My informant is a twenty-one year old student at USC; she’s studying neuroscience with an eye towards medical school. Her father is Laotian and French and her mother is French.
“Both of my parents believe in ghosts. This happened to my mom — or maybe it didn’t happen to her but it happened to someone she knew? I’m not sure. This was in the Basque Region, on the French side. It’s, um, an interesting place. Super pretty, super old. Have you been? (I tell her that no, I haven’t) okay, but you’ve been down south, you know what I’m talking about. Super pretty, super old (laughter). They were at my grandmother’s house which is this super gnarly little cottage and the family has lived there, for like, ever. So they were eating dinner and a bunch of kids were fighting or something and all of a sudden this huge wooden table just flew across the room. Like, slammed against the far wall. They didn’t say they were scared or anything but they just knew that it was a ghost and that the ghost wanted them to know it was there.”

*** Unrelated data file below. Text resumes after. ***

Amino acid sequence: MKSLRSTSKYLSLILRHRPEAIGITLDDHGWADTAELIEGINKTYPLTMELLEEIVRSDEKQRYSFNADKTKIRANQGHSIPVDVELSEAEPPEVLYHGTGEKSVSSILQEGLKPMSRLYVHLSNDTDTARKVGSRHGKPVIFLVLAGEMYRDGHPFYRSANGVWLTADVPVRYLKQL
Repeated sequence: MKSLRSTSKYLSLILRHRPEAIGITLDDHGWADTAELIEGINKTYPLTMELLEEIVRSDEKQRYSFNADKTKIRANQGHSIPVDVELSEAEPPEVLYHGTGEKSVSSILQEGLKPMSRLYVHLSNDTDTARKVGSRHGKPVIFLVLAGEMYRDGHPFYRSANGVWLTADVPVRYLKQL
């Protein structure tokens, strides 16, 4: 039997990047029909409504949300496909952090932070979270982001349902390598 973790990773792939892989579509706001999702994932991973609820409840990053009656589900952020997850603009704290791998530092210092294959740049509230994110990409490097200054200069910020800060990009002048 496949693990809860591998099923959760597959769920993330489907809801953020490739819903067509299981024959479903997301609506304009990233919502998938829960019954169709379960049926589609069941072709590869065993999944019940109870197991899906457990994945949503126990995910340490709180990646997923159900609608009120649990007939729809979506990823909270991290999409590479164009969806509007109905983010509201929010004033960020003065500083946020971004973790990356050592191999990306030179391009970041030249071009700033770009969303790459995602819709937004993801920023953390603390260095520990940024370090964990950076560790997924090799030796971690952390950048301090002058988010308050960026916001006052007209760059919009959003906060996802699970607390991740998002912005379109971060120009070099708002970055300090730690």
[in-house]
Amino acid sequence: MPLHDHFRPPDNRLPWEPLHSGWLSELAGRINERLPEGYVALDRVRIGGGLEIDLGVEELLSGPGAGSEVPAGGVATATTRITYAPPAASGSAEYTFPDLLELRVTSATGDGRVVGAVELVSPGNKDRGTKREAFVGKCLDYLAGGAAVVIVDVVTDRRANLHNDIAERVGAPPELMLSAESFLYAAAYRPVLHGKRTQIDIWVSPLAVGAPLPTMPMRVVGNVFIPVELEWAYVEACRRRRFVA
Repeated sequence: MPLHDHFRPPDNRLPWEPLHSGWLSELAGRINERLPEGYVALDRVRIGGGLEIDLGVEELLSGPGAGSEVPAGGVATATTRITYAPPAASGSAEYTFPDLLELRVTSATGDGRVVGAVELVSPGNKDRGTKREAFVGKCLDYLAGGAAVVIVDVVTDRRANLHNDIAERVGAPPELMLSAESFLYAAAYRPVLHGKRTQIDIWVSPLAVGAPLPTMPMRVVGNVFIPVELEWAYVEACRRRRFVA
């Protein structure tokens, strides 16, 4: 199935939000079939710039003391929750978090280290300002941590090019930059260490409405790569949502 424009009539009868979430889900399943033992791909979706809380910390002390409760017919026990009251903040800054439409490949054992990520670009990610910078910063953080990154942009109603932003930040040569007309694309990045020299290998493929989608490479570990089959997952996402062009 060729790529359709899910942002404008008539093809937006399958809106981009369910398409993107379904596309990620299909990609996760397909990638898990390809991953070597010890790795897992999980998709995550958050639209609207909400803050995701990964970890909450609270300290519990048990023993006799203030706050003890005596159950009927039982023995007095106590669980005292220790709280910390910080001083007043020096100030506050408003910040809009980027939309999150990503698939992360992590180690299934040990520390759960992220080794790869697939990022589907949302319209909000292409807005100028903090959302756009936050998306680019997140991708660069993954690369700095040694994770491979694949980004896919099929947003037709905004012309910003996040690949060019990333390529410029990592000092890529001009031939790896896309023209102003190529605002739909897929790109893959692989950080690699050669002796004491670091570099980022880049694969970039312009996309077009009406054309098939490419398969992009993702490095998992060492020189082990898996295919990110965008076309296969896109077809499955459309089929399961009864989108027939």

This seems like a classic European ghost story, in many ways. The ghost isn’t necessarily malevolent, but simply there to make its presence known. Much like the piece we read about Estonian ghosts, the ghost is another familial claim on the property and a more tangible connection between the family and the house itself.